Top tip: The small bus only has 16 seats, so get there early to guarantee your spot – you don’t want to wait for the next service.
Though once the norm, you can still occasionally spy passengers sitting on the roof of buses in Nepal © Christopher Cullen / 500px
Nepal: Kathmandu to Pokhara
- Distance: 127 miles (205km)
- Estimated duration: eight hours
Anyone who considers the Everest Base Camp Trek Nepal’s greatest challenge should try making this winding route west from the Nepalese capital without seeing their breakfast reappear. The sick bags are handed out at the beginning of this legendary hippy-trail journey, where travellers once rode with their luggage on the roof, a joint clasped tightly between fingers.
At one end of the line is Kathmandu, with its rickshaw-jammed alleyways leading to temple-cluttered Durbar Square, and at the other is the serene alpine lakeside town of Pokhara. It’s only 200km (124 miles) as the danphe flies, but this is the realm of the Himalayas and the rickety bus spends the day spectacularly climbing mountain passes with aqua-blue rivers running far below. Though the views are mesmerising, you’ll be thankful for the occasional rest stop, where – for those who can beat motion-sickness with a monk-like inner-focus – hefty portions of delicious dhal bhat (a selection of curries with boiled rice) are served in rustic restaurants perched on picturesque precipices.
Top tip: Book your lakeside accommodation in Pokhara in advance, and ask your lodge to send someone to guide you through the scrum of hotel touts.
Australia's Great Ocean Road is arguably the most beautiful coastal route in the world © Yunsun_Kim / Shutterstock
Australia: Geelong to Apollo Bay
- Distance: 70 miles (112km)
- Estimated duration: two hours and 30 minutes
There’s no need to cough up for a hire car to experience Victoria’s sublime Great Ocean Road, one of the world’s most beautiful coastal journeys. Bus 101 departs from the historical port city of Geelong, just around the bay from Melbourne, and totters along almost half of the famed scenic route, stopping regularly to pick up wide-eyed backpackers and salty-maned surfers – the combination of which often results in a convivial in-vehicle atmosphere.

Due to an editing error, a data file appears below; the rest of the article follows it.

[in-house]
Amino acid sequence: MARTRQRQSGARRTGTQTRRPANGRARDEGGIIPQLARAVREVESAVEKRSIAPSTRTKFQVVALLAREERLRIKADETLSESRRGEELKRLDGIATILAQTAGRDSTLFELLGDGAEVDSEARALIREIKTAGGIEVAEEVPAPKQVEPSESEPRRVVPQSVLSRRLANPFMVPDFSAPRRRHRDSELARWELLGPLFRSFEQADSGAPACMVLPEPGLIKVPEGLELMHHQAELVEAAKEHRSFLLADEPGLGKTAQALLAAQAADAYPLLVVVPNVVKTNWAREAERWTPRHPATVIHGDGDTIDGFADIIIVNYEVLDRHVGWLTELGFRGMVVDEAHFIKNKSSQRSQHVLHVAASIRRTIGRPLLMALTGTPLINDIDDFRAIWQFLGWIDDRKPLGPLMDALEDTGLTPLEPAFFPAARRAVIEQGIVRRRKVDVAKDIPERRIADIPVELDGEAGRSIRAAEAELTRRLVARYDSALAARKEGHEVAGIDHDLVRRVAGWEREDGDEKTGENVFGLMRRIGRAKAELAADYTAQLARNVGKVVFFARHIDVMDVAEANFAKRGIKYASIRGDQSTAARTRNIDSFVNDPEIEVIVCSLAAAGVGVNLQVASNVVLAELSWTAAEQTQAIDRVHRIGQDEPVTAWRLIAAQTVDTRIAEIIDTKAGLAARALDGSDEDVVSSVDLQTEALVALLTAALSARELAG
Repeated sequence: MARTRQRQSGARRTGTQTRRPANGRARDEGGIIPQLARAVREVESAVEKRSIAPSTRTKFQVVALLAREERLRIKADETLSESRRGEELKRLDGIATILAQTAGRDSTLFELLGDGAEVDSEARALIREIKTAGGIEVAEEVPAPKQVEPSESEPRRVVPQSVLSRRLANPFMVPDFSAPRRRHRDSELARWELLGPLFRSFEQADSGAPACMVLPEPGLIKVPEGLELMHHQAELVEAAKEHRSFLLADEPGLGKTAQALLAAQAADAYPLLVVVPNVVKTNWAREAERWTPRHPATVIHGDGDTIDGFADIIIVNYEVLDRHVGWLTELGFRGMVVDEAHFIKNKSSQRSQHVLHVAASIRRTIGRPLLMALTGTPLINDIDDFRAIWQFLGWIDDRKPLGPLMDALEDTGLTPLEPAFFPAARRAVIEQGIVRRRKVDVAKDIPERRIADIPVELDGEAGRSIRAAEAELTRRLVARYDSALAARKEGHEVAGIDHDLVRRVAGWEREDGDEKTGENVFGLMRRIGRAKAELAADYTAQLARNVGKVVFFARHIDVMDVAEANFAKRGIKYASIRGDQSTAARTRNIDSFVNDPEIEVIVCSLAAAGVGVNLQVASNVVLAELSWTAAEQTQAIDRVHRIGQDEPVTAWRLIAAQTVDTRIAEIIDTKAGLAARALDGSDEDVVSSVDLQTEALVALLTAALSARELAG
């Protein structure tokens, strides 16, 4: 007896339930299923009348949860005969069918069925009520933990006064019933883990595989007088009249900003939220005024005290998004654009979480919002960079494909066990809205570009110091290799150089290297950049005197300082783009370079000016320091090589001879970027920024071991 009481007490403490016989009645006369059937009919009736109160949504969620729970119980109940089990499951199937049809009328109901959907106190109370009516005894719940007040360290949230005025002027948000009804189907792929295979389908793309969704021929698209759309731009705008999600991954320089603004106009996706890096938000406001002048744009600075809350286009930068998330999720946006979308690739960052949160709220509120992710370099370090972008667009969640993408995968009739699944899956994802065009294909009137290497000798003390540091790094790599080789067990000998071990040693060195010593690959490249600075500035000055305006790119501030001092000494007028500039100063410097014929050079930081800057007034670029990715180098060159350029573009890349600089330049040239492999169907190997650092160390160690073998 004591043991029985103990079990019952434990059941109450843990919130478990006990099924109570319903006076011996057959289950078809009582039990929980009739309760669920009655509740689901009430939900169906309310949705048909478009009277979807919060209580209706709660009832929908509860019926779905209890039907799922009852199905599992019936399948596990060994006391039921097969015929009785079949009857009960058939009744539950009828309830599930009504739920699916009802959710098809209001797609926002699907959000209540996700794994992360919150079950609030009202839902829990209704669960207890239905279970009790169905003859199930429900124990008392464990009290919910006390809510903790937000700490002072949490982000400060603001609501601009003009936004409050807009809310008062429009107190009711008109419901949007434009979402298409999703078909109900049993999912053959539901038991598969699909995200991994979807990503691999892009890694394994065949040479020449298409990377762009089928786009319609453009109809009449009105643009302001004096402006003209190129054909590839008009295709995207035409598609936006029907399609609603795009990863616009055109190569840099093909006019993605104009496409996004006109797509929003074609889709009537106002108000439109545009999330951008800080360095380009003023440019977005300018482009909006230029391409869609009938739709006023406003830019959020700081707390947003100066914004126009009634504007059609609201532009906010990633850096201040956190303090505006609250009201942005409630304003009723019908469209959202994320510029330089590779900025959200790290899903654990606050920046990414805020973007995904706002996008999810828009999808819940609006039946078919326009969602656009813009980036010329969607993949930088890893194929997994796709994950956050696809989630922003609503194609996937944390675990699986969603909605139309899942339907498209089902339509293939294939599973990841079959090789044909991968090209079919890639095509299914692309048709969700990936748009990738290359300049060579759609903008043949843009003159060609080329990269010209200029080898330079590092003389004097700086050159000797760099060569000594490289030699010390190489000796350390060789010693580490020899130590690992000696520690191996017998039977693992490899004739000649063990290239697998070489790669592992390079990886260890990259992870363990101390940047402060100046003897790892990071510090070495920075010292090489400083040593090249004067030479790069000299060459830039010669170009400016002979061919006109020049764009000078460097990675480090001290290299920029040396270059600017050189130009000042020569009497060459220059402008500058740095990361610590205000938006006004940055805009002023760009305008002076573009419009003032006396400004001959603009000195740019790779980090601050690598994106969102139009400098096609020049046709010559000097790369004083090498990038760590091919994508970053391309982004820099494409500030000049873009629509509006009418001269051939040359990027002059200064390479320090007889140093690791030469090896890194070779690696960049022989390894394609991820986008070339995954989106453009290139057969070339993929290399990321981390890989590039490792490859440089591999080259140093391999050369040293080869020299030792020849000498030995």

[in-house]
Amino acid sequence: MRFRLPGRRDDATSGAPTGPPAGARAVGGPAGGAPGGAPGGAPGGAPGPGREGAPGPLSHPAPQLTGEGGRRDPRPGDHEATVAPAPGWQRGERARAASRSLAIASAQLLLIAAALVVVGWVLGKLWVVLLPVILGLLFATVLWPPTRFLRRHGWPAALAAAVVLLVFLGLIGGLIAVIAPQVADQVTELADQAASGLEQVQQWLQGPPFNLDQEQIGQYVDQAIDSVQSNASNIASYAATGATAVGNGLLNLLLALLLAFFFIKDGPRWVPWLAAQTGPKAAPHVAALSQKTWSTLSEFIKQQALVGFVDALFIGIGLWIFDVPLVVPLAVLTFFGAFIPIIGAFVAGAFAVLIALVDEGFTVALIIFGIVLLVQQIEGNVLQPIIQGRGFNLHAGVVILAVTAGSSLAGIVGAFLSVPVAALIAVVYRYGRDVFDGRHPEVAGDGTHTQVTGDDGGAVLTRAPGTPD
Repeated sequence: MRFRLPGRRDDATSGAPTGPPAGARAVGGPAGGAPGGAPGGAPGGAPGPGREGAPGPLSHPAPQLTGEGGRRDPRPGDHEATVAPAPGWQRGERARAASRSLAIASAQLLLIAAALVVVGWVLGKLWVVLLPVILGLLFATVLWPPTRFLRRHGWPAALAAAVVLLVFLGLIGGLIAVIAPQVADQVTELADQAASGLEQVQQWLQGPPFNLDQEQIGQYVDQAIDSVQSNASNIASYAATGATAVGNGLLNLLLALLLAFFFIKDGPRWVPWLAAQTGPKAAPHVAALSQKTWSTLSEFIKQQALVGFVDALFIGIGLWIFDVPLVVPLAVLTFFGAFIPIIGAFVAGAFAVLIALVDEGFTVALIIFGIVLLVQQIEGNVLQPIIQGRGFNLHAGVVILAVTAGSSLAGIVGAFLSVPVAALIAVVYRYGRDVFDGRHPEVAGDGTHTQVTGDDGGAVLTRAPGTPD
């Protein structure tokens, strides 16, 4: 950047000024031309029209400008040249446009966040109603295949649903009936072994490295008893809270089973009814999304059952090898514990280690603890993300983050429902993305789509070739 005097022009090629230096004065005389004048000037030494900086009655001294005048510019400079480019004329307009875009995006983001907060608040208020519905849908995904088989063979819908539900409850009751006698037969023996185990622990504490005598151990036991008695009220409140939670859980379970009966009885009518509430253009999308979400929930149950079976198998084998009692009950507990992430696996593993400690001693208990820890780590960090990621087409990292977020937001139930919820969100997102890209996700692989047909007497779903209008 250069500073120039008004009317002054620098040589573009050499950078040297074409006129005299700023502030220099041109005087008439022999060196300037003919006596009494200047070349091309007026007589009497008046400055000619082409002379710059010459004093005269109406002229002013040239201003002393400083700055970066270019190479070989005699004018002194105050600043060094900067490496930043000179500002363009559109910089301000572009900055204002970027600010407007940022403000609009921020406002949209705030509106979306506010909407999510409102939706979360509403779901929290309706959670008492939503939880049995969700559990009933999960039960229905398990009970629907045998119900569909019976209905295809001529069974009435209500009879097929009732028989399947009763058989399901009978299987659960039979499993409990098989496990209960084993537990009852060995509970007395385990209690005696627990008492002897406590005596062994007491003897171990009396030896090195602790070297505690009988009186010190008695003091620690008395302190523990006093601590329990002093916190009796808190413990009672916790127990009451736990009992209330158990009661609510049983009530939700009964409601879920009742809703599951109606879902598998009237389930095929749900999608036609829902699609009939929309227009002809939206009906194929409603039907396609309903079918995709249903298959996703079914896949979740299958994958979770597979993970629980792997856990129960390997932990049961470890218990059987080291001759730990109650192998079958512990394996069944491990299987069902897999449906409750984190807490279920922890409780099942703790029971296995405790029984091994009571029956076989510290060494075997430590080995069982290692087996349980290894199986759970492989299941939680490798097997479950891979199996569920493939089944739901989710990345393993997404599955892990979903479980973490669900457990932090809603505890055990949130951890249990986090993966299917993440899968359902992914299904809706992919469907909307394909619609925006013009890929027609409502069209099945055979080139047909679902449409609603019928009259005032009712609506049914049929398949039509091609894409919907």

Sit on the left of the bus to eyeball the stunning coastal scenery, and on the right to marvel at the forested mountains. Along the way you can hop off at glorious stretches of sand such as Bells Beach for a revitalising dip or take a short detour inland to Kennett River to spot koalas and glow worms. Final destination Apollo Bay is well located for further Great Ocean Road explorations, including the iconic Twelve Apostles rock formations.
Top tip: There’s tons of great detours along this route, but foodies should consider heading 30 minutes inland from Lorne to splash out on dinner at Brae, an eatery in a lovely cottage amid 30 acres of gardens that’s consistently voted the best restaurant in Australia.
Argentina is renowned for its breathtaking landscapes © Migel / Shutterstock
Argentina: Rio Gallegos to Ushuaia
- Distance: 360 miles (580km)
- Estimated duration: 11 hours
It’s a trip to the end of the world; that’s the civic motto of Ushuaia, the world’s southernmost city, and this poetic title sets the tone of this grand journey that’ll have passengers feeling like pioneering explorers as they cross land, sea and international borders on a meandering voyage along the toe of Argentina.
Starting in the busy port town of Rio Gallegos, this bus route crosses the Chilean border, before boarding a ferry to cross the tempestuous Strait of Magellan, where the Atlantic and Pacific oceans meet. While watching the hulking glacial landscapes glide past from the ship’s deck, it’s easy to envisage yourself as a modern Magellan, the strait’s Portuguese namesake, who passed through in 1520. After making port in Patagonia, hop back on the bus to cross the romantically-named Tierra del Fuego (Land of Fire), a windswept archipelago that’s home to storied shipwrecks and snow-scuffed mountain ranges, before arriving in Ushuaia, where the adventures continue with skiing, scuba diving and trips to Antarctica.
Top tip: The meal services on board the ferry are limited so take extra snacks, as well as warm clothes for time spent taking in the surrounds up on deck.
Get more travel inspiration, tips and exclusive offers sent straight to your inbox with our weekly newsletter.
Make the most of your travel with sightseeing tours and activities from our trusted partners.